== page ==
A fully functional water heater should deliver the specified volume of water it’s designed to provide at the desired temperature setting—no matter what season of the year it happens to be. However, some homeowners report that their water heater under-performs, temperature-wise, particularly during the chilly winter months.
If you find you’re not getting the steamy hot water you look forward to—particularly during the coldest part of winter—here are some possible explanations:
Thermostat setting is too low.
Because water coming into the house from the municipal water lines is substantially colder in winter, the standard summer thermostat setting on the heater may be too low. For safety reasons to avoid scalding, 120 degrees is the usual setting. Try increasing the thermostat setting by just 5 to 10 degrees and see if water temperature improves. Don’t increase the temperature any more than that and test the hot water coming out of distant faucets in the house to make sure it will not scald.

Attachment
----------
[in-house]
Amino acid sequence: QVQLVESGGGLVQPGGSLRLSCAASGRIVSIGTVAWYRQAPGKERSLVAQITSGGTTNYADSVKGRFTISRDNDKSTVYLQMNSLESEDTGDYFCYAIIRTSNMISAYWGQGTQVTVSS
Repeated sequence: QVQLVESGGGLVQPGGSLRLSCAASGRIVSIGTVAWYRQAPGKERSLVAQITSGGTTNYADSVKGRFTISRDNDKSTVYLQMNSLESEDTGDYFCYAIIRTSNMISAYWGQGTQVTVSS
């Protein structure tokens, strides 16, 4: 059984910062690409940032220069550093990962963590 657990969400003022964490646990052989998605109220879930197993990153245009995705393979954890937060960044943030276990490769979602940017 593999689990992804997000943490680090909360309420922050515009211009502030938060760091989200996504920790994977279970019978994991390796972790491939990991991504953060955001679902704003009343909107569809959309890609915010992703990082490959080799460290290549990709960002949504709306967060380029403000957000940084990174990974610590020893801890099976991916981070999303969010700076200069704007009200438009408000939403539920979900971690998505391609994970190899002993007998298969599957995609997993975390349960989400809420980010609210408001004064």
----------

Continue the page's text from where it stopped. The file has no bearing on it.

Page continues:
Excessive tank heat loss.
While the unit’s on standby and the burner isn’t lit, water in the storage tank may lose heat rapidly—particularly if the heater is installed in a cold room or other unheated location. Insulation jackets sized for specific water heaters can be wrapped around the unit to help preserve heat in the tank. Also, place a foam pipe insulation sleeve on the exposed span of the hot water pipe leaving the water heater.
Minerals present in hard water, usually calcium carbonate, gradually accumulate in the bottom of the heater tank. While these minerals pose no health threat, over time, the layer of sediment in the tank may inhibit effective heating by the burner. Water heaters should be regularly flushed—twice a year is best—to remove sediment and restore proper heating function.
For professional service to resolve water heater problems including low temperature issues, contact the plumbing experts at Mowery Heating, Cooling and Plumbing.
Our goal is to help educate our customers in Brownsburg, Indiana and surrounding areas about energy and home comfort issues (specific to HVAC systems).